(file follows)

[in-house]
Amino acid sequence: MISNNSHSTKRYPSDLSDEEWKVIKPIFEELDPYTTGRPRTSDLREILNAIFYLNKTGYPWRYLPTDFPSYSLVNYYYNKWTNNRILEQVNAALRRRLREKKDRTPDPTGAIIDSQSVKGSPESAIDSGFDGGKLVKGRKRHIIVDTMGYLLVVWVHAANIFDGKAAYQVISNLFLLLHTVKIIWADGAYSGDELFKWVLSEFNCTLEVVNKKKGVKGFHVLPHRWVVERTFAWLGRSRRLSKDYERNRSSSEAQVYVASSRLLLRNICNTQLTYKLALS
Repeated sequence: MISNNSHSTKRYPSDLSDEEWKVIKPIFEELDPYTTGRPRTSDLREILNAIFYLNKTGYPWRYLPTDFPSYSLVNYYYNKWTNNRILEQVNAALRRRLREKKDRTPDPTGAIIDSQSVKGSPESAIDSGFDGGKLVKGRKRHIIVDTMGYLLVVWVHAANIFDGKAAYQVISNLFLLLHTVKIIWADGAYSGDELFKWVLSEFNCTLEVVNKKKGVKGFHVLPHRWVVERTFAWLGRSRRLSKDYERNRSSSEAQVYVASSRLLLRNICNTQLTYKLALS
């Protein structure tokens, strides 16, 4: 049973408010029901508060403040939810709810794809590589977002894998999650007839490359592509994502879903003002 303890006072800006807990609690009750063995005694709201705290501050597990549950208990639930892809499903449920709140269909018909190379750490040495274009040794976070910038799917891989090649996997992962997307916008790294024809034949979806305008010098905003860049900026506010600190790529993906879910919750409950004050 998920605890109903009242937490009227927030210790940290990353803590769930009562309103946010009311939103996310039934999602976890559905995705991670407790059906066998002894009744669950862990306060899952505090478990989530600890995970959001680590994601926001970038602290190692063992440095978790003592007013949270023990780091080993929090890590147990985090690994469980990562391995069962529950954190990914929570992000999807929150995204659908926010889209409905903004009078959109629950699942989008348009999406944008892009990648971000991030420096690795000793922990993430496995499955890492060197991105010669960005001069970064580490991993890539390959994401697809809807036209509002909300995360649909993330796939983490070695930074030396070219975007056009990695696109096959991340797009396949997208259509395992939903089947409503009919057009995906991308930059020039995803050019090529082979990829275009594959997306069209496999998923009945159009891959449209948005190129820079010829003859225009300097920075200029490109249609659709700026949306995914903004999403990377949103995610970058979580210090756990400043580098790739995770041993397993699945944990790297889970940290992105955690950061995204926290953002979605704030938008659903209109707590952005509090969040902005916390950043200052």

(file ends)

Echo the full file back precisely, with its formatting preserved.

[in-house]
Amino acid sequence: MISNNSHSTKRYPSDLSDEEWKVIKPIFEELDPYTTGRPRTSDLREILNAIFYLNKTGYPWRYLPTDFPSYSLVNYYYNKWTNNRILEQVNAALRRRLREKKDRTPDPTGAIIDSQSVKGSPESAIDSGFDGGKLVKGRKRHIIVDTMGYLLVVWVHAANIFDGKAAYQVISNLFLLLHTVKIIWADGAYSGDELFKWVLSEFNCTLEVVNKKKGVKGFHVLPHRWVVERTFAWLGRSRRLSKDYERNRSSSEAQVYVASSRLLLRNICNTQLTYKLALS
Repeated sequence: MISNNSHSTKRYPSDLSDEEWKVIKPIFEELDPYTTGRPRTSDLREILNAIFYLNKTGYPWRYLPTDFPSYSLVNYYYNKWTNNRILEQVNAALRRRLREKKDRTPDPTGAIIDSQSVKGSPESAIDSGFDGGKLVKGRKRHIIVDTMGYLLVVWVHAANIFDGKAAYQVISNLFLLLHTVKIIWADGAYSGDELFKWVLSEFNCTLEVVNKKKGVKGFHVLPHRWVVERTFAWLGRSRRLSKDYERNRSSSEAQVYVASSRLLLRNICNTQLTYKLALS
């Protein structure tokens, strides 16, 4: 049973408010029901508060403040939810709810794809590589977002894998999650007839490359592509994502879903003002 303890006072800006807990609690009750063995005694709201705290501050597990549950208990639930892809499903449920709140269909018909190379750490040495274009040794976070910038799917891989090649996997992962997307916008790294024809034949979806305008010098905003860049900026506010600190790529993906879910919750409950004050 998920605890109903009242937490009227927030210790940290990353803590769930009562309103946010009311939103996310039934999602976890559905995705991670407790059906066998002894009744669950862990306060899952505090478990989530600890995970959001680590994601926001970038602290190692063992440095978790003592007013949270023990780091080993929090890590147990985090690994469980990562391995069962529950954190990914929570992000999807929150995204659908926010889209409905903004009078959109629950699942989008348009999406944008892009990648971000991030420096690795000793922990993430496995499955890492060197991105010669960005001069970064580490991993890539390959994401697809809807036209509002909300995360649909993330796939983490070695930074030396070219975007056009990695696109096959991340797009396949997208259509395992939903089947409503009919057009995906991308930059020039995803050019090529082979990829275009594959997306069209496999998923009945159009891959449209948005190129820079010829003859225009300097920075200029490109249609659709700026949306995914903004999403990377949103995610970058979580210090756990400043580098790739995770041993397993699945944990790297889970940290992105955690950061995204926290953002979605704030938008659903209109707590952005509090969040902005916390950043200052």